In mid/late 70s, I lived for a year on Ward Ave, just S of Sunnyside, about 5 mins from Homewood, but never skied there. Why would I when I had full Squaw pass (now Palisades)? My sister and girlfriend would sometimes go there and buy 16 and under tickets for <$10 to ski there. At the time, they had the only quad chair at Tahoe. I have had some good, often powder, days at Homewood since, usually on a free or discounted ticket which are no longer available. Their day tickets along with Mt. Rose, Diamond Peak and Sugar Bowl have risen a lot, so again why would I go there when Palisades is free for me, along with Northstar, Heavenly and Kirkwood.

I also have to question your base altitude no. as current lake level is 6,224 so Homewood's base must be a little higher than 6200 so possible vertical is a little less than you've listed. While that is a little picky, Homewood's other problem is that base is low so snow there burns off and people driving by/up look at it and don't want to go there when most of the bottom is brown. Replacing base chair with a gondola as planned would solve a couple of problems listed; giving beginners access to upper mountain with better snow without having to take often very advanced and busy beginner route down and giving non-skiers access to lodge and view from higher on mountain.

I'd seen previous discussions about Homewood only selling ~100 lift tickets on some days and have to agree with others who wonder how it work better when they no longer sell any. It is a tough place to get to if you have to drive past Palisades on a busy day or from So. Tahoe when Emerald Bay is closed. I've done that when Homewood was only ski area providing day care to 2 year-olds or to use free ticket.

While I like Sugar Bowl and agree it has some great terrain (for 1500' vertical area) and has added lifts to provide easier access to both edges (Summit which I've only rode a day or two and Crow's Nest which I never run, but I have skied top 2/3 of terrain), they don't run them due to lack of customers and staff, except on weekends in prime-season which I avoid. Between 2004 and 2011, I had almost 10 days at Sugar Bowl, always on free or heavily discounted (like $39 Safeway or $45 Sierra Avalanche Center). It worked well for me as I didn't always have season passes then and have friend who lives outside Nevada City, about an hour away who had pass there. He stopped buying passes there, getting Epic or Ikon passes with more areas instead, but went back to mid-week Sugar Bowl pass this year. He says they are so short staffed that he's used friend's child's pass on weekends as nobody is checking.
 
In mid/late 70s, I lived for a year on Ward Ave, just S of Sunnyside, about 5 mins from Homewood, but never skied there. Why would I when I had full Squaw pass (now Palisades)? My sister and girlfriend would sometimes go there and buy 16 and under tickets for <$10 to ski there. At the time, they had the only quad chair at Tahoe. I have had some good, often powder, days at Homewood since, usually on a free or discounted ticket which are no longer available. Their day tickets along with Mt. Rose, Diamond Peak and Sugar Bowl have risen a lot, so again why would I go there when Palisades is free for me, along with Northstar, Heavenly and Kirkwood.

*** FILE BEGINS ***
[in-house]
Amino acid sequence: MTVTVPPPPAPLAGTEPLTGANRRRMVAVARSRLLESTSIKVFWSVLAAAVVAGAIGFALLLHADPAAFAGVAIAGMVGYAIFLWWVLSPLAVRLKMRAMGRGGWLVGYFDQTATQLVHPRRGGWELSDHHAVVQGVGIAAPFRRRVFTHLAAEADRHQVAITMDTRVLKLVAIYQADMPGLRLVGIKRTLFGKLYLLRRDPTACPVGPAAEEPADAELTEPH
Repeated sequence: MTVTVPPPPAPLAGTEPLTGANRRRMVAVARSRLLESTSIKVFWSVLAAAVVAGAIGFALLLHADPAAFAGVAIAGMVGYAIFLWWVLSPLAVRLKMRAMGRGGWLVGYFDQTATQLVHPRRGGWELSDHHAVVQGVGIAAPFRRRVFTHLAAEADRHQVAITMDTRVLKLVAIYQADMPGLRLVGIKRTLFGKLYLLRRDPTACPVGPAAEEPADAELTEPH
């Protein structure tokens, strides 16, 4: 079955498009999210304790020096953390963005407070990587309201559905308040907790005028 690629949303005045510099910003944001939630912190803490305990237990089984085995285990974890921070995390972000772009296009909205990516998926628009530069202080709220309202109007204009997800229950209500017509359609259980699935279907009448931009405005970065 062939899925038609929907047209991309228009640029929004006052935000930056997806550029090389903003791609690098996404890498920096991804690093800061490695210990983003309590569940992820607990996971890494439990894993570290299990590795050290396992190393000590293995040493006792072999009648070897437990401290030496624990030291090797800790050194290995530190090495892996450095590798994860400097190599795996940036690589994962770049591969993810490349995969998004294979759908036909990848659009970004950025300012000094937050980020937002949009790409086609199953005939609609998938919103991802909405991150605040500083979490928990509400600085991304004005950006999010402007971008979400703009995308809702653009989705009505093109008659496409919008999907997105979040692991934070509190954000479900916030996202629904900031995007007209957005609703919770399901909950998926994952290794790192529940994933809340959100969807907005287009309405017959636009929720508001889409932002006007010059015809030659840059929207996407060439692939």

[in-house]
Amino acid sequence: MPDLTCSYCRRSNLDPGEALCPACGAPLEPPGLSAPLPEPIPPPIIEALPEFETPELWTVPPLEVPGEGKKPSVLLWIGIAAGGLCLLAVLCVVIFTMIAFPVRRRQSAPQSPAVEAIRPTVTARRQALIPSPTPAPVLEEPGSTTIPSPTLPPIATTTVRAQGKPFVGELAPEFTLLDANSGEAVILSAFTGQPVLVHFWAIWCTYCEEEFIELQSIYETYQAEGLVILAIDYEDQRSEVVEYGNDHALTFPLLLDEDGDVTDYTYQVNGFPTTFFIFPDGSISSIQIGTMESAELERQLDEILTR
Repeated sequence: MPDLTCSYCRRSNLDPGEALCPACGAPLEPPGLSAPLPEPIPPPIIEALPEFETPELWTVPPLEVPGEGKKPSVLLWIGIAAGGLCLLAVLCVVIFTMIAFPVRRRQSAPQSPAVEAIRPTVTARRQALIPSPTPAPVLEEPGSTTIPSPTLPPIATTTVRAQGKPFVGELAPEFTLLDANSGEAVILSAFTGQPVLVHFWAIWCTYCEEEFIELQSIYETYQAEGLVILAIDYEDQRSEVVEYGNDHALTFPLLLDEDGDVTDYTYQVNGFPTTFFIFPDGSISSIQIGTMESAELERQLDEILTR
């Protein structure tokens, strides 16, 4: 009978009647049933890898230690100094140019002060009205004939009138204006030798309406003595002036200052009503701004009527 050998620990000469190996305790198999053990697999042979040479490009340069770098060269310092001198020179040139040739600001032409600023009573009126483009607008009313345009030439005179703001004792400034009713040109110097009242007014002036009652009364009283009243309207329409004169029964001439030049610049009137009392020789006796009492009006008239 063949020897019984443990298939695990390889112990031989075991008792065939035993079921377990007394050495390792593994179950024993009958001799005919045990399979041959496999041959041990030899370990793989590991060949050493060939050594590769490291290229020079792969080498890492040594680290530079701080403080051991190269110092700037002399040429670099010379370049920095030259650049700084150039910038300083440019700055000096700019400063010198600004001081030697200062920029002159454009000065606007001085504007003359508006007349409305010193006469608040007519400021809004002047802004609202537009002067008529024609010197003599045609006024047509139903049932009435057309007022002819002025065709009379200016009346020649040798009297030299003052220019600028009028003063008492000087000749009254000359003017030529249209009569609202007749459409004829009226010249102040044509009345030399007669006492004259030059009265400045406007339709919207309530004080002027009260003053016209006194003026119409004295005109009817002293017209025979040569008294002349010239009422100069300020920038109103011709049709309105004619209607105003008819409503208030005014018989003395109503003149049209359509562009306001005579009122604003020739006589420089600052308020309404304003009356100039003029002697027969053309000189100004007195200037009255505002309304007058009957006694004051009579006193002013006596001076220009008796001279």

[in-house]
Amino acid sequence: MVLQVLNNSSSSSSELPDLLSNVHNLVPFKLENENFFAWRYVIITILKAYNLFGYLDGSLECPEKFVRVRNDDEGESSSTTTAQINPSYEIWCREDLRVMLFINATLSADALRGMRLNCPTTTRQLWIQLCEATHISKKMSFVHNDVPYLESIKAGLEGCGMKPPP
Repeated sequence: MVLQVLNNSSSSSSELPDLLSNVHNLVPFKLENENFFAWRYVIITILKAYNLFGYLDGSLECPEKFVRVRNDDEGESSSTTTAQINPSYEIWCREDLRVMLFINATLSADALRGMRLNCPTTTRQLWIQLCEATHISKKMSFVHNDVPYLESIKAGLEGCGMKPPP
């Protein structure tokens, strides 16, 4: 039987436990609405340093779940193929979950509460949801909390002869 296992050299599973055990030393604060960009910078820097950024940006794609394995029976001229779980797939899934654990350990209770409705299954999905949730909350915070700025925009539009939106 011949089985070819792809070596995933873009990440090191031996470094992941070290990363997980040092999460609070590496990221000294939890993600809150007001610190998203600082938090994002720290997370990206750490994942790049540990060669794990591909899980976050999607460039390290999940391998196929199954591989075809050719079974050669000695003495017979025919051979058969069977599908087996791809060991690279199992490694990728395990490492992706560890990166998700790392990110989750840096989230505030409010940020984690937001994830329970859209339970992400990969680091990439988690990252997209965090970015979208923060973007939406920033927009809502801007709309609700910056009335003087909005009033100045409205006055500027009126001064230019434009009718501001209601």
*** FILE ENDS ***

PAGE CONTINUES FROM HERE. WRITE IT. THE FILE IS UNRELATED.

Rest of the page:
It's hard for these smaller areas to justify the $100+ day tickets.

While that is a little picky, Homewood's other problem is that base is low so snow there burns off and people driving by/up look at it and don't want to go there when most of the bottom is brown. Replacing base chair with a gondola as planned would solve a couple of problems listed; giving beginners access to upper mountain with better snow without having to take often very advanced and busy beginner route down and giving non-skiers access to lodge and view from higher on mountain.

Yeah. They have a similar problem to Heavenly - California side. A big low elevation expert slope - named equivalently 'The Face'. They need some snowmaking on that, like Heavenly maybe just for marketing purposes. That slope does burn off quickly. The gondola would be helpful to resolve this issue.
 
It's hard for these smaller areas to justify the $100+ day tickets.
I paid a princely $85 to ski at Plattekill -- purely to get in some turns before my first Alps trip this season. I don't think I'd ever paid more than $60 in my life for a lift ticket. As always, it's shocking to note the differences in lift ticket prices between Europe and North America.

I've heard that Plattekill is a rare example of an independent ski area that has boomed over the past two years of the pandemic. Allegedly, season passes sold out, they have impressive day ticket sales (only open Fri through Sunday), and especially key, a fair number of private full-mountain rentals midweek and they don't participate in any kind of multi-mountain pass.